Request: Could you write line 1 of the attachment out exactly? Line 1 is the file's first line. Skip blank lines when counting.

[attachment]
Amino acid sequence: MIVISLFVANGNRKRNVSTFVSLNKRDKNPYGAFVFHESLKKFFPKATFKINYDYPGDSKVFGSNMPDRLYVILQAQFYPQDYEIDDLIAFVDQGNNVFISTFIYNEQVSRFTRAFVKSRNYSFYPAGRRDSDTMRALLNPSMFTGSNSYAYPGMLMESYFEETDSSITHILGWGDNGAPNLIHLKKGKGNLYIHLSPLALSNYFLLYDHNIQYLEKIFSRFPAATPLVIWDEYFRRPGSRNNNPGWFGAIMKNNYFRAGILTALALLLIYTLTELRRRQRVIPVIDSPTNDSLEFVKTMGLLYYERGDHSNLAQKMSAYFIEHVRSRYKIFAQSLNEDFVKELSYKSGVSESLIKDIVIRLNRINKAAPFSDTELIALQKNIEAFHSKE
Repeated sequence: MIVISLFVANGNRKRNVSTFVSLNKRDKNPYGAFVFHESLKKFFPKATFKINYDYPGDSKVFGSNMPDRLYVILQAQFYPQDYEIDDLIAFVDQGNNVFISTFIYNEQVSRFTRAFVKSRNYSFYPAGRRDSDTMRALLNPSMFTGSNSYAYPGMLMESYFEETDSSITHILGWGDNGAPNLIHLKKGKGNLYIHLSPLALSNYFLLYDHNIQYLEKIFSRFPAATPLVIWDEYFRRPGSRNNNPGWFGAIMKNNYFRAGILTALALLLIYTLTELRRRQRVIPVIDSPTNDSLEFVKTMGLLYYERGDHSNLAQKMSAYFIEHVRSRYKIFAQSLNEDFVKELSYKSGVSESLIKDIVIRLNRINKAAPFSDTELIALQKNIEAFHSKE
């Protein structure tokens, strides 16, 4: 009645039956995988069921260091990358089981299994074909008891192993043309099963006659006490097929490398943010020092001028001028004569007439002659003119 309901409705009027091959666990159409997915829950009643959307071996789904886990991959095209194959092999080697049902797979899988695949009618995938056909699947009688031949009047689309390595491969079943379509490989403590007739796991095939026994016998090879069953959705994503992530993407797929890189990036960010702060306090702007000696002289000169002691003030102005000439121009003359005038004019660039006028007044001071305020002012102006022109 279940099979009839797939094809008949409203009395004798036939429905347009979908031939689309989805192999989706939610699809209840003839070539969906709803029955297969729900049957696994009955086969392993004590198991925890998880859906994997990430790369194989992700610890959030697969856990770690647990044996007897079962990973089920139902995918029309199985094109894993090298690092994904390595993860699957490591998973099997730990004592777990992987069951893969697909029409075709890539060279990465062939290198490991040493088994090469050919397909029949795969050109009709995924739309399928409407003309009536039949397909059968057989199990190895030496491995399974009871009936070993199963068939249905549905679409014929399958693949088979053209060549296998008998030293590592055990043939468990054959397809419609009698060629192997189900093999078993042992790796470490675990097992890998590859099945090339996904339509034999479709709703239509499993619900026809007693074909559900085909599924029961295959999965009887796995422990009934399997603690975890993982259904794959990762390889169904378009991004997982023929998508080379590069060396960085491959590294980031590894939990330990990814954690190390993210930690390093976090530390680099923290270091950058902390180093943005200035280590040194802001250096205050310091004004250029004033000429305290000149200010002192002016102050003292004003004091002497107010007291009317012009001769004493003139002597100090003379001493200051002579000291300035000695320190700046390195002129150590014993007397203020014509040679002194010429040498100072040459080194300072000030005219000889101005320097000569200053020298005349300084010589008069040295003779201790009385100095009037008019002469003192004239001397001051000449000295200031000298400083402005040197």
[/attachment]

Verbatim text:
Amino acid sequence: MIVISLFVANGNRKRNVSTFVSLNKRDKNPYGAFVFHESLKKFFPKATFKINYDYPGDSKVFGSNMPDRLYVILQAQFYPQDYEIDDLIAFVDQGNNVFISTFIYNEQVSRFTRAFVKSRNYSFYPAGRRDSDTMRALLNPSMFTGSNSYAYPGMLMESYFEETDSSITHILGWGDNGAPNLIHLKKGKGNLYIHLSPLALSNYFLLYDHNIQYLEKIFSRFPAATPLVIWDEYFRRPGSRNNNPGWFGAIMKNNYFRAGILTALALLLIYTLTELRRRQRVIPVIDSPTNDSLEFVKTMGLLYYERGDHSNLAQKMSAYFIEHVRSRYKIFAQSLNEDFVKELSYKSGVSESLIKDIVIRLNRINKAAPFSDTELIALQKNIEAFHSKE